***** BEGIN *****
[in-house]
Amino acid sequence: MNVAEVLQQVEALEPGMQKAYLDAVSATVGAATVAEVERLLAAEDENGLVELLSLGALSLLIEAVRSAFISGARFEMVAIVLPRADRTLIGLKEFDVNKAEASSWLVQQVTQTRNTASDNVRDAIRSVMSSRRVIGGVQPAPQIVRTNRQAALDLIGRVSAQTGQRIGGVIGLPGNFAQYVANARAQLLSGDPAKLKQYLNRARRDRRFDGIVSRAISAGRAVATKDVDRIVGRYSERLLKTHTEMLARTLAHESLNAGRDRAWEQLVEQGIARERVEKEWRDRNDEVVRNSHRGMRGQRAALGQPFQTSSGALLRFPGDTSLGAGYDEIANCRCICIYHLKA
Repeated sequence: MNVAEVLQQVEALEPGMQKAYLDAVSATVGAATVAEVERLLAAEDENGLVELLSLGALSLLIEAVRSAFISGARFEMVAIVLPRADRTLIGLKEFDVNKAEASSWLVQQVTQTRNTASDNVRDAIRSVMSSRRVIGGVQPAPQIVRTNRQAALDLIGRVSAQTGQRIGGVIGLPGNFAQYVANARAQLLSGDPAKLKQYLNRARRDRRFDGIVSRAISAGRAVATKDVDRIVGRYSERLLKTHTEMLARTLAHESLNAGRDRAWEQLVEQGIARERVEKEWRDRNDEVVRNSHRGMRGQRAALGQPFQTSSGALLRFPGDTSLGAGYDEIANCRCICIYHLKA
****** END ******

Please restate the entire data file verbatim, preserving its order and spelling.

[in-house]
Amino acid sequence: MNVAEVLQQVEALEPGMQKAYLDAVSATVGAATVAEVERLLAAEDENGLVELLSLGALSLLIEAVRSAFISGARFEMVAIVLPRADRTLIGLKEFDVNKAEASSWLVQQVTQTRNTASDNVRDAIRSVMSSRRVIGGVQPAPQIVRTNRQAALDLIGRVSAQTGQRIGGVIGLPGNFAQYVANARAQLLSGDPAKLKQYLNRARRDRRFDGIVSRAISAGRAVATKDVDRIVGRYSERLLKTHTEMLARTLAHESLNAGRDRAWEQLVEQGIARERVEKEWRDRNDEVVRNSHRGMRGQRAALGQPFQTSSGALLRFPGDTSLGAGYDEIANCRCICIYHLKA
Repeated sequence: MNVAEVLQQVEALEPGMQKAYLDAVSATVGAATVAEVERLLAAEDENGLVELLSLGALSLLIEAVRSAFISGARFEMVAIVLPRADRTLIGLKEFDVNKAEASSWLVQQVTQTRNTASDNVRDAIRSVMSSRRVIGGVQPAPQIVRTNRQAALDLIGRVSAQTGQRIGGVIGLPGNFAQYVANARAQLLSGDPAKLKQYLNRARRDRRFDGIVSRAISAGRAVATKDVDRIVGRYSERLLKTHTEMLARTLAHESLNAGRDRAWEQLVEQGIARERVEKEWRDRNDEVVRNSHRGMRGQRAALGQPFQTSSGALLRFPGDTSLGAGYDEIANCRCICIYHLKA